18. February 2021 | Press releases:

Long-lasting Immune Response Possible in COVID-19 Patients Production of viral proteins at TU Braunschweig for ATAC study

The strength and duration of the acquired immune response of COVID-19 patients to the SARS-CoV-2 virus is crucial for future protection. Studies of corona patients have shown that the body can establish long-lasting protection against re-infection. A team of researchers from the Technische Universität Braunschweig, together with partners from the EU consortium ATAC (Antibody Therapy Against Corona), has published the results of studies on the longevity of the immune response of COVID-19 patients in the medical journal “Med” published by Cell Press.

Observation of immune responses during infection with coronavirus-2 (SARS-CoV-2) may provide useful information for the development of vaccination strategies against this virus and its new variants. For the ATAC study, 119 samples from 88 donors were analyzed. The B-cell and T-cell responses of patients from Italy and Sweden who contracted COVID-19 between February and October 2020 were studied.

In the majority of patients, antibodies of the type immunoglobulin G (IgG) against the virus were still present in the blood eight months after the disease. Furthermore, the immune system also produced memory B cells. These are important for a more efficient antibody response to a later, renewed infection. The acquired T-cell response, on the other hand, is critical for eliminating cells infected with the virus and can prevent further replication of the viruses in the body. The number of anti-SARS-CoV-2 specific T cells increased over the study period. This suggests that a long-lasting immune response and thus protection against SARS-CoV-2 is possible. However, for further conclusions, the immune response of patients would need to be studied over several years.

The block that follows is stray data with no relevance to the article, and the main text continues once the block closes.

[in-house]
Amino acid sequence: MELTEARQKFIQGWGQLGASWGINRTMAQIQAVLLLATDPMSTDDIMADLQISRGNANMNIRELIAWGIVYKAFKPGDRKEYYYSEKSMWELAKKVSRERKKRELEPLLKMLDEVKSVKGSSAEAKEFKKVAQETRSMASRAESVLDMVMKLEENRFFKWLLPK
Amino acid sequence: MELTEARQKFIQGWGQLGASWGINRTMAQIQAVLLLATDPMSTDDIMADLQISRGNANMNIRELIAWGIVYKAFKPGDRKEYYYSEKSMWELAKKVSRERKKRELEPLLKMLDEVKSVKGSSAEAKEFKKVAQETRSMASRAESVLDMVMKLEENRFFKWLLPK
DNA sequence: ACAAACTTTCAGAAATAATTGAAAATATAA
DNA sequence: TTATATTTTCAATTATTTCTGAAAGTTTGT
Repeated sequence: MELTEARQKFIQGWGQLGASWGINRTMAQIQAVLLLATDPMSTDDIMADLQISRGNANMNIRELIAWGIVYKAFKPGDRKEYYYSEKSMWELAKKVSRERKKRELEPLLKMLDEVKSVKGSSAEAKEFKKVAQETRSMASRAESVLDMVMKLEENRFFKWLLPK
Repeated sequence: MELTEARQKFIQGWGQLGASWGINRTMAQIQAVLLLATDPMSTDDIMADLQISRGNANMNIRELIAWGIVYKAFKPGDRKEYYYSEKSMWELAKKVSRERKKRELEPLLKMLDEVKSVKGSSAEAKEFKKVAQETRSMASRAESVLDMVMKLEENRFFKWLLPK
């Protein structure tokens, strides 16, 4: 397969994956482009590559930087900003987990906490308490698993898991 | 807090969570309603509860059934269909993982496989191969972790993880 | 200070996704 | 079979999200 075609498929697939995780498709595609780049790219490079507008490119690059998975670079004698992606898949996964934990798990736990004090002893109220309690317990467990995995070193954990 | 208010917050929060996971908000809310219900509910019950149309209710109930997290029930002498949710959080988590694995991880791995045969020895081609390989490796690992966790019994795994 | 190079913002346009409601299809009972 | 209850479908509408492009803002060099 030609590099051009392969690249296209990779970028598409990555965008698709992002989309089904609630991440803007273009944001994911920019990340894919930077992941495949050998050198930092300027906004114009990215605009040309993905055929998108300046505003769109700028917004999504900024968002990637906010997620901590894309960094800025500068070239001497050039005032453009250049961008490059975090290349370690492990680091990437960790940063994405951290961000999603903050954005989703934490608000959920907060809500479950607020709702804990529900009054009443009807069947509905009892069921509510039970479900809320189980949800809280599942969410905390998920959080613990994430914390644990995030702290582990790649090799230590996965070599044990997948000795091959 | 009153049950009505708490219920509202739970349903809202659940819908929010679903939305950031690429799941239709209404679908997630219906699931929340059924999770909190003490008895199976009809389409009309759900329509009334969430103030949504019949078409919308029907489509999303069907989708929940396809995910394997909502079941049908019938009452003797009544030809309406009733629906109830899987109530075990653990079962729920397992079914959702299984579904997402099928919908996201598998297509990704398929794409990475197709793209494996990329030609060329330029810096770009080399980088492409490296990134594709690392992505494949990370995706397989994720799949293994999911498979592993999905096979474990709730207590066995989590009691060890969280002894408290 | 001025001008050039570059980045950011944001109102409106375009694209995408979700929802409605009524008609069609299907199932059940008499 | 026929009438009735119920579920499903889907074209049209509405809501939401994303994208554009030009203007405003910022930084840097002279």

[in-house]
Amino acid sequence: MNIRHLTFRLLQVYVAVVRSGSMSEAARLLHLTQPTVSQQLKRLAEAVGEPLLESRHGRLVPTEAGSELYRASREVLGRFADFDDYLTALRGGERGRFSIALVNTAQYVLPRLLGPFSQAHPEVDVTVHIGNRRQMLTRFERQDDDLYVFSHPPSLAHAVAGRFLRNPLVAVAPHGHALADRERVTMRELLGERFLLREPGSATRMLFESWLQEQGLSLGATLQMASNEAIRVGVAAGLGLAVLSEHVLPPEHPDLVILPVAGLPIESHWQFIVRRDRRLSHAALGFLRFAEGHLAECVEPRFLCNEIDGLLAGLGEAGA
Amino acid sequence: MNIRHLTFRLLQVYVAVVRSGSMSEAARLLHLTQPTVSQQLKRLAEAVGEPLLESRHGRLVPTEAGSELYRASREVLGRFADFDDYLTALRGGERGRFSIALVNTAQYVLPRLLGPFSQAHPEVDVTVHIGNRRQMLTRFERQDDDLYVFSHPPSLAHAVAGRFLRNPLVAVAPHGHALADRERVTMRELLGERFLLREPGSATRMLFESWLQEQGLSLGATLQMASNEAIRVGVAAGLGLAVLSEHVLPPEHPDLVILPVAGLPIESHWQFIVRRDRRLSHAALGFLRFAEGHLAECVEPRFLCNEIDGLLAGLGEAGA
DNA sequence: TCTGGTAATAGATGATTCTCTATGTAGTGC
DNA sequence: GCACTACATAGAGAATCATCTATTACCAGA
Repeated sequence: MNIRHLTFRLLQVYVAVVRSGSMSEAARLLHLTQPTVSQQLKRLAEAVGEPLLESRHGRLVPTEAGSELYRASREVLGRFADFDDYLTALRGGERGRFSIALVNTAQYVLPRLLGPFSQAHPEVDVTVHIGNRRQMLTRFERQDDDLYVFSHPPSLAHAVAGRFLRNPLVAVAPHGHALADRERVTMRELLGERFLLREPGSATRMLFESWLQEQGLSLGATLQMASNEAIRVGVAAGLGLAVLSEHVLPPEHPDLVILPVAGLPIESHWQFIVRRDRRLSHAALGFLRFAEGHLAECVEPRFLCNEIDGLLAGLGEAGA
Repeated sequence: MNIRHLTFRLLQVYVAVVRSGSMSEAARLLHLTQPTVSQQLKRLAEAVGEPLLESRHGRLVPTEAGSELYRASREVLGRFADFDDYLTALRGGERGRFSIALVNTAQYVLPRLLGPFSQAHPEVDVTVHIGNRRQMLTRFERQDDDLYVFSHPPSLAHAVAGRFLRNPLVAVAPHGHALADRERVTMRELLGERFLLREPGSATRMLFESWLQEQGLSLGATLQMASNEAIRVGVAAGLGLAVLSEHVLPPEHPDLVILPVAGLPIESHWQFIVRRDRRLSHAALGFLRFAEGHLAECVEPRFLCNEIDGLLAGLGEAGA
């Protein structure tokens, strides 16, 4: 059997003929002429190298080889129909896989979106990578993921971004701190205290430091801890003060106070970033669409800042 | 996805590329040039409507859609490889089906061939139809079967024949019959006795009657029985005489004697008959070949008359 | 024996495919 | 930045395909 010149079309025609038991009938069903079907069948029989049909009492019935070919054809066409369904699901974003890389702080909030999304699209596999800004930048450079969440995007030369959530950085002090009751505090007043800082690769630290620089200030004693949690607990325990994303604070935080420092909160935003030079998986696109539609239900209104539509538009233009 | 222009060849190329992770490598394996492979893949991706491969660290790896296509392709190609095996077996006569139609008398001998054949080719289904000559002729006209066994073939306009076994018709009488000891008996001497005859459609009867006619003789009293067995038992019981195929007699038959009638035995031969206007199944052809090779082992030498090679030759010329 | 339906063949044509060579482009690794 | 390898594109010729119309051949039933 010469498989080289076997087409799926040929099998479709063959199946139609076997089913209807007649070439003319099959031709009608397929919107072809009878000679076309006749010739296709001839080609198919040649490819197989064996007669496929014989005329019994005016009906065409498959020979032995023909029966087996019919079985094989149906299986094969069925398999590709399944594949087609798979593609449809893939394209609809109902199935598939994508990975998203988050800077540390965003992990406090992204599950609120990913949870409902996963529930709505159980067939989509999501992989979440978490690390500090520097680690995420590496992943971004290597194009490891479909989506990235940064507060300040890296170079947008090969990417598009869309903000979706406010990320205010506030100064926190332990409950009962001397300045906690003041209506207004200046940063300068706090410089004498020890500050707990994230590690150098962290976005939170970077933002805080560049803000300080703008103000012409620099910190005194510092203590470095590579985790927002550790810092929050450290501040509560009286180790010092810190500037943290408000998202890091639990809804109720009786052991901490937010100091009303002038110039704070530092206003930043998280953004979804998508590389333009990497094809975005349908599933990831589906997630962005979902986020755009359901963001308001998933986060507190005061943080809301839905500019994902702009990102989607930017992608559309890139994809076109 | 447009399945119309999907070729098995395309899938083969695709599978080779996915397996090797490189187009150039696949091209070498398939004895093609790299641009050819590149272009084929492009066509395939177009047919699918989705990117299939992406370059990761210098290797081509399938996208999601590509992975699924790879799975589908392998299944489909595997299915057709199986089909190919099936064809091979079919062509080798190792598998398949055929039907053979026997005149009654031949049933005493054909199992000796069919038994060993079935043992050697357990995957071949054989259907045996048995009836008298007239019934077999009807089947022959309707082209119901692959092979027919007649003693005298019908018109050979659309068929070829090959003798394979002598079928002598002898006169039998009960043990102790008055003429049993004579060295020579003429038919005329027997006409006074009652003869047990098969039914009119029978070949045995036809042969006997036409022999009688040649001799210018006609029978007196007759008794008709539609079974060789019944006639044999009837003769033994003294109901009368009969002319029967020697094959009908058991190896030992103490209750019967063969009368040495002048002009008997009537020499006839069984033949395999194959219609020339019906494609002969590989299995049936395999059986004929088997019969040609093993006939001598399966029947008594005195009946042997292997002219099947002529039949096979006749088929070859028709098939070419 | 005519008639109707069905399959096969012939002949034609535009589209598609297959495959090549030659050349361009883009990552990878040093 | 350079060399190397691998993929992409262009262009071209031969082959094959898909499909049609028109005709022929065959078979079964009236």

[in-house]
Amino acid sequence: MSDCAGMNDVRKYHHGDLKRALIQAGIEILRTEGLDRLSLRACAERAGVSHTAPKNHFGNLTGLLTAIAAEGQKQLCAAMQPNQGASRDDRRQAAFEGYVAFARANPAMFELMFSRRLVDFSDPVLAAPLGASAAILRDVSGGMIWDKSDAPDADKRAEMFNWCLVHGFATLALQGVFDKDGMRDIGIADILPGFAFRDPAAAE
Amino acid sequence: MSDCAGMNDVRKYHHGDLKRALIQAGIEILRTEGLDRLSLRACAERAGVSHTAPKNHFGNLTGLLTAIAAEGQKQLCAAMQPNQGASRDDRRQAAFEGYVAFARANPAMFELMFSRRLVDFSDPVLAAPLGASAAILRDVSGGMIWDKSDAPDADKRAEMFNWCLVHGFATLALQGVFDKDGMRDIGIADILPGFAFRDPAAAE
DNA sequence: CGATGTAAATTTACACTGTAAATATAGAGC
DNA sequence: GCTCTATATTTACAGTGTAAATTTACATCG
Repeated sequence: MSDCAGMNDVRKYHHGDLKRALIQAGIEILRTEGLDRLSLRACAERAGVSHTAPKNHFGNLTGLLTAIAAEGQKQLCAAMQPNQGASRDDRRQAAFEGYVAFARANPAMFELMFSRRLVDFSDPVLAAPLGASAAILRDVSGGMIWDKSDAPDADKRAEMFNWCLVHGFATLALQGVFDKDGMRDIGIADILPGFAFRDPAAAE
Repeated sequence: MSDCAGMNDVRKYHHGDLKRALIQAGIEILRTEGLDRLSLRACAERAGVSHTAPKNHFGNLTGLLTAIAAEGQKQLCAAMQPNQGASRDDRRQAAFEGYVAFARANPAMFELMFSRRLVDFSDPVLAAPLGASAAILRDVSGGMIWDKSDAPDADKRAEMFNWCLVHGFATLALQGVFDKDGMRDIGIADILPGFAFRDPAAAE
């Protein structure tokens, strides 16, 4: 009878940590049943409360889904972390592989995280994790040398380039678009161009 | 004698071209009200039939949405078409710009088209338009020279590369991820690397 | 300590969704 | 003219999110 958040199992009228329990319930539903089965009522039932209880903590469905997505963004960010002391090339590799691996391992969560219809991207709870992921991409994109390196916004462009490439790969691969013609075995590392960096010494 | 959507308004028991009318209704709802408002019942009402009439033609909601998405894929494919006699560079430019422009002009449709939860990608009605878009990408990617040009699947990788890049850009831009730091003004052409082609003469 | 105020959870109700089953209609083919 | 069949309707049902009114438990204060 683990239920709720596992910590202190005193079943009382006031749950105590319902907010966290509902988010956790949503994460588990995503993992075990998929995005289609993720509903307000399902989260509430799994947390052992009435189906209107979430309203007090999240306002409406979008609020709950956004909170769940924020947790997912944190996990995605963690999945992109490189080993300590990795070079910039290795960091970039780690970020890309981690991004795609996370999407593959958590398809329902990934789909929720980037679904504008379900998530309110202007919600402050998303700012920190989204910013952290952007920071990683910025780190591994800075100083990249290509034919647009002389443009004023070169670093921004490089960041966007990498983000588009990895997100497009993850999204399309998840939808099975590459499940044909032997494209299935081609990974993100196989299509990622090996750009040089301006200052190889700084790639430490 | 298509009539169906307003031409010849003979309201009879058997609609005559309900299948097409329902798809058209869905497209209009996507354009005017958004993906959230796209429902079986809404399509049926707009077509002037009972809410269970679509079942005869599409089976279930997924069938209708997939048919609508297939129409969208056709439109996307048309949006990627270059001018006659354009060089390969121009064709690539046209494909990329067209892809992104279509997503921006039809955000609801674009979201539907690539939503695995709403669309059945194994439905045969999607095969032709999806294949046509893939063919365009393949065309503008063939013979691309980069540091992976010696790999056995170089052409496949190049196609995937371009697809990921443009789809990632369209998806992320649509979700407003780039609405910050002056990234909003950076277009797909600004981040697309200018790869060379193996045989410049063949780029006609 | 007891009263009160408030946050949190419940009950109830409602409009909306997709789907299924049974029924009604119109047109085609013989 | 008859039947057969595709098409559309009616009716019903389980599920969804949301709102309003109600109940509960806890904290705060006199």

The SARS-CoV-2 coronavirus is composed of different proteins. Knowing the protein building blocks and their properties will help in producing these proteins for testing in blood serum and assessing the immune response. “We had already started to systematically produce SARS-CoV-2 proteins in different systems in February 2020. Here, I am pleased that the production system I developed in insect cells proved to be the most suitable for these viral proteins and that we were able to use it to test patient serum very quickly and extensively,” said Dr. Maren Schubert from the Department of Biotechnology at TU Braunschweig.

“The production of the SARS-CoV-2 proteins was not only essential for this project, but also for the development of active substances, in particular our recombinant antibodies for the therapy of COVID-19 sufferers,” adds participating scientist Dr. Federico Bertoglio, referring to the development of the human antibody COR-101 by CORAT in Braunschweig. The antibody is considered a promising basis for drug development.

Professor Michael Hust, head of the ATAC team at TU Braunschweig: “We are pleased that we were able to contribute to this important study with our technologies. Our experience also shows that we are excellently positioned in Braunschweig to better prepare for future pandemics.”

Professor Stefan Dübel, Head of the Department of Biotechnology at TU Braunschweig, said, “This project in the context of the Corona pandemic has benefited greatly from the international collaboration we have been conducting for many years in the field of infection research. As a result, it serves as a model for a future Europe-wide coordinated defense strategy against further pandemics.”

In addition to the Department of Biotechnology at the Technische Universität Braunschweig, the Karolinska Institute in Stockholm (Sweden), Institute for Research in Biomedicine (IRB) in Bellinzona (Switzerland), Joint Research Center (JRC) of the European Commission in Ispra (Italy) and Policlinico San Matteo in Pavia (Italy) were also involved in the study.